First Test preview: England v Australia


There are so many storylines heading into this first Ashes Test at Trent Bridge that it resembles a particularly complex episode of Game of Thrones (or book, if you prefer) and the excitement from the players has been palpable.

There are so many storylines heading into this first Ashes Test at Trent Bridge that it resembles a particularly complex episode of Game of Thrones (or book, if you prefer) and the excitement from the players has been palpable.

The first narrative is the Australian coaching situation. Will the hiring of Darren Lehmann just two weeks before the series make any difference to the side's chances, given most pundits assume they will lose and the only question is by how much.

'Boof' has been praised from all quarters for injecting a new sense of fun and team spirit into the camp, but that won't matter if Phil Hughes can't find a way to combat Graeme Swann, or Shane Watson can't convert a fifty to a ton. Will a 'fake it till you make it' attitude be enough? All <a href='' class='instorylink'><b>those who enjoy a bit of a flutter</b></a> will be praying for a closer series than is being predicted.

Secondly, the question surrounding the opening partnerships of both teams has been a highlight of the build-up. Both sides have one opener that will be feeling the pressure, with Joe Root needing to show he's more suited to the job than Nick Compton, and Chris Rogers looking to justify his second chance at the age of 35.

Both have had good warm-up matches, but Root will probably have the better time of it as his partner is skipper Alastair Cook, who is as solid as they come, while Rogers will bizarrely have to keep senior partner Watson on task.

Connected to the above point, Australia's batting line-up is still in flux, and Lehmann is happy for it to be that way. He has confirmed Watson and Rogers as openers, but has avoided saying whether, or where, David Warner, Ed Cowan, Usman Khajawa or Phil Hughes will feature in the middle order with Michael Clarke.

The fourth concern is the wrapping of certain players in cotton wool, recently recovered as they are from injuries. The most pressing of these is Aussie skipper Clarke, whose fitness could dictate the outcome, though probably just score line, of the series.

He only recently came back from a lower back injury that saw him miss the end of the India tour, and while he made a century and a half ton against Worcestershire, the coaches will be eager to reduce the pressure on him to score all the runs.

For England, Kevin Pietersen has shown no ill effects since returning from his long-term knee knack, and he will be a big fan drawcard in his first home series for England since the disaster that was Headingley's press conference last year.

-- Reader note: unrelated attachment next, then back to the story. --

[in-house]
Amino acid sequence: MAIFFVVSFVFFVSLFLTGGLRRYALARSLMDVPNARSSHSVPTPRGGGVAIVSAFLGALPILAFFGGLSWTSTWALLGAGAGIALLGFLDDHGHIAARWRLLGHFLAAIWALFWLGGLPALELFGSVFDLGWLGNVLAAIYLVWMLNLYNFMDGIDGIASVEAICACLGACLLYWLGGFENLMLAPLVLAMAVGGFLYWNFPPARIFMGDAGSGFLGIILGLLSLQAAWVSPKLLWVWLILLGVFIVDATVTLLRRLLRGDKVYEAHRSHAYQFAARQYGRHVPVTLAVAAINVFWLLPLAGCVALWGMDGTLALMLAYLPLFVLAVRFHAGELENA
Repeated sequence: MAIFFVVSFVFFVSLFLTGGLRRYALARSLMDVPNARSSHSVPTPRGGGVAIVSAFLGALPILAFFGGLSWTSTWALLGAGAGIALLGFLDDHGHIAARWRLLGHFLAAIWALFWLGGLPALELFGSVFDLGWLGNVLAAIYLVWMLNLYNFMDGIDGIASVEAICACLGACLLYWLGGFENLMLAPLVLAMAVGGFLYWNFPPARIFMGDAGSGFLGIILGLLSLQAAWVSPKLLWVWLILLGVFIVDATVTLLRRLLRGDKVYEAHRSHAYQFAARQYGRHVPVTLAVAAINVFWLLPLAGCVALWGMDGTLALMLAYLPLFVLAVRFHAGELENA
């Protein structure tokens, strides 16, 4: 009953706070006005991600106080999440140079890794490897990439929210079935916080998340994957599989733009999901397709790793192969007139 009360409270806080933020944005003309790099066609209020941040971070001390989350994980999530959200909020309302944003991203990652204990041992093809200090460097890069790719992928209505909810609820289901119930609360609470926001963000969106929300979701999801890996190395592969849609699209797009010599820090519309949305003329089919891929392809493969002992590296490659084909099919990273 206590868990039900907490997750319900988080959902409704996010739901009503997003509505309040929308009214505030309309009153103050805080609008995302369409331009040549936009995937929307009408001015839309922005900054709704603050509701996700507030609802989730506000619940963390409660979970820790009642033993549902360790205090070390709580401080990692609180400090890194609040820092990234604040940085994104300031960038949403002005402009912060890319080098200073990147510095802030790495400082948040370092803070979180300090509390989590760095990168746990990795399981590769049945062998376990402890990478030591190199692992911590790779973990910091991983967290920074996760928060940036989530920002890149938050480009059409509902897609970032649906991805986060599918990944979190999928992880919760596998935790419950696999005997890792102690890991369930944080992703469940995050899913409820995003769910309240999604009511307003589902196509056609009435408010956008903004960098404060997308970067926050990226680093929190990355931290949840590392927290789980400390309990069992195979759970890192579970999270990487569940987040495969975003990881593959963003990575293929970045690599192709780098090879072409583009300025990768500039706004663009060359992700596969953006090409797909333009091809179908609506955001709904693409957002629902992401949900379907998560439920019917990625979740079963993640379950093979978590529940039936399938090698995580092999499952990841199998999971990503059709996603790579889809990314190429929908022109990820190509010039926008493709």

As for the home bowlers, everyone has been assured that spinner Graeme Swann is fully fit after his elbow surgery and subsequent Essex scare, while Stuart Broad's shoulder niggle has been resolved and Tim Bresnan's elbow is fine too. Not that Bresnan is expected to play, but still.

Finally, the question on everyone's minds over the past week has been: Will Billy the trumpeter be given a last-minute reprieve after being banned from the venue? So far the outlook is bleaker than a Stark's chance of reaching old age.

<b>Key Men</b><br>For England, all eyes will be on fast bowler <b>James Anderson</b>, who loves Trent Bridge and only needs two wickets to become the top bowler there. Betting sites like <a href='' class='instorylink'><b>Paddy Power</b></a> would not get many takers for such a bet. Reports are that the swing conditions aren't as extreme these days, and the weather doesn't appear to be headed for cloudy, but Anderson is still expected to dominate the pace attack.

The Aussies have had the same 'key player' in these previews for months, namely <b>Michael Clarke</b>. He came back from injury and a long lay-off to score a flood of runs, and getting him out early will be England's most important goal to achieve. Graeme Swann called him the 'head of the serpent' so someone better have the Sword of Gryffindor handy.

<b>Last Five Head-To-Head Results</b><br>2011 5th Ashes Test: England won by an innings and 83 runs in Sydney<br>2010 4th Ashes Test: England won by an innings and 157 runs in Melbourne<br>2010 3rd Ashes Test: Australia won by 267 runs in Perth<br>2010 2nd Ashes Test: England won by an innings and 171 runs in Adelaide<br>2010 1st Ashes Test: Match drawn in Brisbane

<b>Squads</b><br><i>England:</i> Alastair Cook (capt), James Anderson, Jonny Bairstow, Ian Bell, Tim Bresnan, Stuart Broad, Steven Finn, Graham Onions, Kevin Pietersen, Matt Prior, Joe Root, Graeme Swann, Jonathan Trott

<i>Australia:</i> Michael Clarke, Brad Haddin, Ashton Agar, Jackson Bird, Ed Cowan, James Faulkner, Ryan Harris, Phil Hughes, Usman Khawaja, Nathan Lyon, James Pattinson, Chris Rogers, Peter Siddle, Steve Smith, Mitchell Starc, Matthew Wade, David Warner, Shane Watson.

<b>Dates:</b> 10-14 July<br><b>Morning session:</b> 11:00-13:00 (10:00-12:00 GMT)<br><b>Afternoon session:</b> 13:40-15:40 (12:40-14:40 GMT)<br><b>Evening session:</b> 16:00-18:00 (15:00-17:00 GMT)<br><b>On-field umpires:</b> Aleem Dar, Kumar Dharmasena<br><b>Third umpire:</b> Marais Erasmus<br><b>Match referee:</b> Ranjan Madugalle